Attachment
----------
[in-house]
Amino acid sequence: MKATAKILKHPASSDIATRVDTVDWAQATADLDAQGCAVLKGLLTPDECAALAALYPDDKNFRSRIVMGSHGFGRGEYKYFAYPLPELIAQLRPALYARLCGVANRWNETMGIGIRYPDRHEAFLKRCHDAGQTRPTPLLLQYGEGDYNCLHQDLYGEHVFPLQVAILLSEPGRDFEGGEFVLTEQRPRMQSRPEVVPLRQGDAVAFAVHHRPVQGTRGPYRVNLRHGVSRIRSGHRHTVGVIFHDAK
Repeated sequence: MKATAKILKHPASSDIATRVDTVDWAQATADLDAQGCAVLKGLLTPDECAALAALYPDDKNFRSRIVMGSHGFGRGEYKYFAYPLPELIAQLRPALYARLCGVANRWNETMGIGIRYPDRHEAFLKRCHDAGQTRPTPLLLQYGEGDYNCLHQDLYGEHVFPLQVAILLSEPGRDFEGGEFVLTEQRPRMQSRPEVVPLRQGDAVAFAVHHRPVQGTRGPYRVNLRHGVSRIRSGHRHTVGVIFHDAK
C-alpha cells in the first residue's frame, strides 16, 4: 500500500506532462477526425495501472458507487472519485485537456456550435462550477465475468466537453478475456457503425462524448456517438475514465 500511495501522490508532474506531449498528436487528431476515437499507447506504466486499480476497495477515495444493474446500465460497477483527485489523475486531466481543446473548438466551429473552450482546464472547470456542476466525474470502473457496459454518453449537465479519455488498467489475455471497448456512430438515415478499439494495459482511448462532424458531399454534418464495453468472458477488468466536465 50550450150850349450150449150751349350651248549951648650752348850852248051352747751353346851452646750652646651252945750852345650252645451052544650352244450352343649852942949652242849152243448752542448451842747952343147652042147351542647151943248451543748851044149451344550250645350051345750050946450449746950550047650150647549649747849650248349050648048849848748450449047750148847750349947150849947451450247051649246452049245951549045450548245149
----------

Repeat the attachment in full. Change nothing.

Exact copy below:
[in-house]
Amino acid sequence: MKATAKILKHPASSDIATRVDTVDWAQATADLDAQGCAVLKGLLTPDECAALAALYPDDKNFRSRIVMGSHGFGRGEYKYFAYPLPELIAQLRPALYARLCGVANRWNETMGIGIRYPDRHEAFLKRCHDAGQTRPTPLLLQYGEGDYNCLHQDLYGEHVFPLQVAILLSEPGRDFEGGEFVLTEQRPRMQSRPEVVPLRQGDAVAFAVHHRPVQGTRGPYRVNLRHGVSRIRSGHRHTVGVIFHDAK
Repeated sequence: MKATAKILKHPASSDIATRVDTVDWAQATADLDAQGCAVLKGLLTPDECAALAALYPDDKNFRSRIVMGSHGFGRGEYKYFAYPLPELIAQLRPALYARLCGVANRWNETMGIGIRYPDRHEAFLKRCHDAGQTRPTPLLLQYGEGDYNCLHQDLYGEHVFPLQVAILLSEPGRDFEGGEFVLTEQRPRMQSRPEVVPLRQGDAVAFAVHHRPVQGTRGPYRVNLRHGVSRIRSGHRHTVGVIFHDAK
C-alpha cells in the first residue's frame, strides 16, 4: 500500500506532462477526425495501472458507487472519485485537456456550435462550477465475468466537453478475456457503425462524448456517438475514465 500511495501522490508532474506531449498528436487528431476515437499507447506504466486499480476497495477515495444493474446500465460497477483527485489523475486531466481543446473548438466551429473552450482546464472547470456542476466525474470502473457496459454518453449537465479519455488498467489475455471497448456512430438515415478499439494495459482511448462532424458531399454534418464495453468472458477488468466536465 50550450150850349450150449150751349350651248549951648650752348850852248051352747751353346851452646750652646651252945750852345650252645451052544650352244450352343649852942949652242849152243448752542448451842747952343147652042147351542647151943248451543748851044149451344550250645350051345750050946450449746950550047650150647549649747849650248349050648048849848748450449047750148847750349947150849947451450247051649246452049245951549045450548245149